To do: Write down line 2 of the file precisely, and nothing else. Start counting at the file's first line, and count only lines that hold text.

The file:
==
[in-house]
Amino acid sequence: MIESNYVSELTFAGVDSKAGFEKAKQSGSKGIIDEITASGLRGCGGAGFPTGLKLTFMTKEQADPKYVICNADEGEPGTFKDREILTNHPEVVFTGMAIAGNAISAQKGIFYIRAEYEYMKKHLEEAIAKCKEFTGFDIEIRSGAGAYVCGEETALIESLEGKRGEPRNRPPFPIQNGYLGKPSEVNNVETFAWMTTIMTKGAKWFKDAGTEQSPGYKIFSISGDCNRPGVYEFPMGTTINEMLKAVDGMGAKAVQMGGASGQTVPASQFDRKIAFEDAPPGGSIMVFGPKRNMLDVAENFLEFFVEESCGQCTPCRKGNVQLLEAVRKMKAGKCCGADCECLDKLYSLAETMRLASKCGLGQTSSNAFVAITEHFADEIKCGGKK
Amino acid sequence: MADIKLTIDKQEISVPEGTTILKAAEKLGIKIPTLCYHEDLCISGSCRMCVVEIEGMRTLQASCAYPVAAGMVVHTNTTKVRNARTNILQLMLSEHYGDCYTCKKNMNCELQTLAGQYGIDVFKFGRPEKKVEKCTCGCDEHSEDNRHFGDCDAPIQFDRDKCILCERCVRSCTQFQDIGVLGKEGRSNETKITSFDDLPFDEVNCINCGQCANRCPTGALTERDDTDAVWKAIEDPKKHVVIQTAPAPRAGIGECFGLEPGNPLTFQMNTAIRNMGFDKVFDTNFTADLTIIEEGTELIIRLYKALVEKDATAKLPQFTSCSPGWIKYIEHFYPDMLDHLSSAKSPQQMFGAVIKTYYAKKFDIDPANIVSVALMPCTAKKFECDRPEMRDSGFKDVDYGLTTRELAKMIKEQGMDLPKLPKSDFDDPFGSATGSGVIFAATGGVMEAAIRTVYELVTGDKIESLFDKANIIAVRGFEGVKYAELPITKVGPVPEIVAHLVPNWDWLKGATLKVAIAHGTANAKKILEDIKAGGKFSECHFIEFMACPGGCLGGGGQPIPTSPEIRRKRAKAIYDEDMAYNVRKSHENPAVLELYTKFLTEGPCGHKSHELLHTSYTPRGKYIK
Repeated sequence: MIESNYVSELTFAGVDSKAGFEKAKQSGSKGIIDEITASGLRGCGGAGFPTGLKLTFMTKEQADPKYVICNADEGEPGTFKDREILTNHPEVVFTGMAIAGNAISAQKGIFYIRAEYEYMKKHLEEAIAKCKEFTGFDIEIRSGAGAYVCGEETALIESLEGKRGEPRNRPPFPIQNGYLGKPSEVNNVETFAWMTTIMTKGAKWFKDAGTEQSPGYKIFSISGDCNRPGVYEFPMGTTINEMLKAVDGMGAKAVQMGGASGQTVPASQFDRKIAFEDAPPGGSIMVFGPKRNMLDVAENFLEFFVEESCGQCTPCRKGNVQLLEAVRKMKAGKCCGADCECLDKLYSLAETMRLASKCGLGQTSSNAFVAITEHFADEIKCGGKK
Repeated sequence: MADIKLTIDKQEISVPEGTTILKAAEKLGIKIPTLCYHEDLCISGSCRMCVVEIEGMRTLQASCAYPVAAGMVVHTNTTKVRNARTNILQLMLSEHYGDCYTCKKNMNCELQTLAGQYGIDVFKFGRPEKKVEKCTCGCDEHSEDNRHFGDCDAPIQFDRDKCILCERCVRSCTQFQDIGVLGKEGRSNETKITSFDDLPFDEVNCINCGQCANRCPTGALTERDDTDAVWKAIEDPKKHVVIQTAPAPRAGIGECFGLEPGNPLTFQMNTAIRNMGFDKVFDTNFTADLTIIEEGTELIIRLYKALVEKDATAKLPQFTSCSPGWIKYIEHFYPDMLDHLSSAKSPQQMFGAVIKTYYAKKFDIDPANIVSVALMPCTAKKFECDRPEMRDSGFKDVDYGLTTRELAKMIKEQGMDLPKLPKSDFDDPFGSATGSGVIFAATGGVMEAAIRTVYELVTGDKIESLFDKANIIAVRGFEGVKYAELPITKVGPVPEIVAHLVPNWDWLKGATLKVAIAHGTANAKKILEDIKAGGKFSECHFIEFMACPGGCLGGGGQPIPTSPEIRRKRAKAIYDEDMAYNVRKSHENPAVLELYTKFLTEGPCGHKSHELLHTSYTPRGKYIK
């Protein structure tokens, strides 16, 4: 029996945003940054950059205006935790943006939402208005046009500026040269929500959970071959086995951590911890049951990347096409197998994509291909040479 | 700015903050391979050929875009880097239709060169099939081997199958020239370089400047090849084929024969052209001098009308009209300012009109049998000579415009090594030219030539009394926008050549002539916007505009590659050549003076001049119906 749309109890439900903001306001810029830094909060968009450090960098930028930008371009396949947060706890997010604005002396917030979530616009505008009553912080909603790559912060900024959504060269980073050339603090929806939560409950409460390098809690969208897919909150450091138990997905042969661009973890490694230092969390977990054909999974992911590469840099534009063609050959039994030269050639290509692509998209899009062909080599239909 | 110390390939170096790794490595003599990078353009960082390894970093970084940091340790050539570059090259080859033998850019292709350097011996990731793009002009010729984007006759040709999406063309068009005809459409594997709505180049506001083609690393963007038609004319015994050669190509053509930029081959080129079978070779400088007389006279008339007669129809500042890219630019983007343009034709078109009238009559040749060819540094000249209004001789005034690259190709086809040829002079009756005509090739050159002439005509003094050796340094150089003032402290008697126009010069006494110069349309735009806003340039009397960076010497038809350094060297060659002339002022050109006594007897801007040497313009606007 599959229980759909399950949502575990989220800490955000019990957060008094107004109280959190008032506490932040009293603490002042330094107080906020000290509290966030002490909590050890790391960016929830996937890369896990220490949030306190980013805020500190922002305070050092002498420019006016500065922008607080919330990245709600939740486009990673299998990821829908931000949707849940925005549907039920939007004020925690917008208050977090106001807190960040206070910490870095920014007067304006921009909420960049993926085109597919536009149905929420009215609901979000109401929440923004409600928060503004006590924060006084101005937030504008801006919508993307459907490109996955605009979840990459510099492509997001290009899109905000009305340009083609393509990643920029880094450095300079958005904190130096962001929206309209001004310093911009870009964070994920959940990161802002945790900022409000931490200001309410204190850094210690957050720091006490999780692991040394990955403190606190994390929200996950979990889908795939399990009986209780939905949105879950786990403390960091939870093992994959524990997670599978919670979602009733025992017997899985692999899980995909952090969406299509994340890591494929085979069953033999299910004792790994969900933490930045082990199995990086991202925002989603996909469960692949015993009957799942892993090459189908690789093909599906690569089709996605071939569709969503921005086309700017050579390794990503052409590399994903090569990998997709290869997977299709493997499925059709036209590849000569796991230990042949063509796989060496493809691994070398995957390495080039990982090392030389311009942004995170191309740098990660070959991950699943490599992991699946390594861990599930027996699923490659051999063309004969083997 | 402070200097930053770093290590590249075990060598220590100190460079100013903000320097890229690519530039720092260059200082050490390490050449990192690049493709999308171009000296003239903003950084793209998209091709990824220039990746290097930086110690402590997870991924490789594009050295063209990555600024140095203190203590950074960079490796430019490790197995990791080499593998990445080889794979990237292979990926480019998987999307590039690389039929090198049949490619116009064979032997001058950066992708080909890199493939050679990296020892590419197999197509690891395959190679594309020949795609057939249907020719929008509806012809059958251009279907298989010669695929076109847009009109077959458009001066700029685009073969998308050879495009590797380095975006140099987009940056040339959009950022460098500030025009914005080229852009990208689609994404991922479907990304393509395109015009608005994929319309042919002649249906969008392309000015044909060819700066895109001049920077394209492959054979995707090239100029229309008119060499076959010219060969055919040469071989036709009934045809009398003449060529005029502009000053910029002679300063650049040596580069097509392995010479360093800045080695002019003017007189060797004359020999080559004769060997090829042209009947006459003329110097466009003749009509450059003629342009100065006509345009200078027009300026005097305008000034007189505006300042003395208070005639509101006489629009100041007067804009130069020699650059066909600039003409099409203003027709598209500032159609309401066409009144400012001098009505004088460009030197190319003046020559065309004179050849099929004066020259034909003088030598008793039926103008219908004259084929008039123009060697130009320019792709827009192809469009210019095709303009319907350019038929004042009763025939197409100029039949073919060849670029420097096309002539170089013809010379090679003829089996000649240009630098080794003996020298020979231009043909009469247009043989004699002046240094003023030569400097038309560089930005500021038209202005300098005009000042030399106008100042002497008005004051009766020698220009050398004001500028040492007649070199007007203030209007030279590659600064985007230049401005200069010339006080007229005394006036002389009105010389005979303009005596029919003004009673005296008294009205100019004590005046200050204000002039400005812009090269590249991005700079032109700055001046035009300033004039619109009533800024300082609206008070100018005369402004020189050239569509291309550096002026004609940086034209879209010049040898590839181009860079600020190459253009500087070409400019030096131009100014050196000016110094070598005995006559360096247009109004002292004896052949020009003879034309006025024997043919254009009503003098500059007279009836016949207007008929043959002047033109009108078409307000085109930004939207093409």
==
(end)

Amino acid sequence: MIESNYVSELTFAGVDSKAGFEKAKQSGSKGIIDEITASGLRGCGGAGFPTGLKLTFMTKEQADPKYVICNADEGEPGTFKDREILTNHPEVVFTGMAIAGNAISAQKGIFYIRAEYEYMKKHLEEAIAKCKEFTGFDIEIRSGAGAYVCGEETALIESLEGKRGEPRNRPPFPIQNGYLGKPSEVNNVETFAWMTTIMTKGAKWFKDAGTEQSPGYKIFSISGDCNRPGVYEFPMGTTINEMLKAVDGMGAKAVQMGGASGQTVPASQFDRKIAFEDAPPGGSIMVFGPKRNMLDVAENFLEFFVEESCGQCTPCRKGNVQLLEAVRKMKAGKCCGADCECLDKLYSLAETMRLASKCGLGQTSSNAFVAITEHFADEIKCGGKK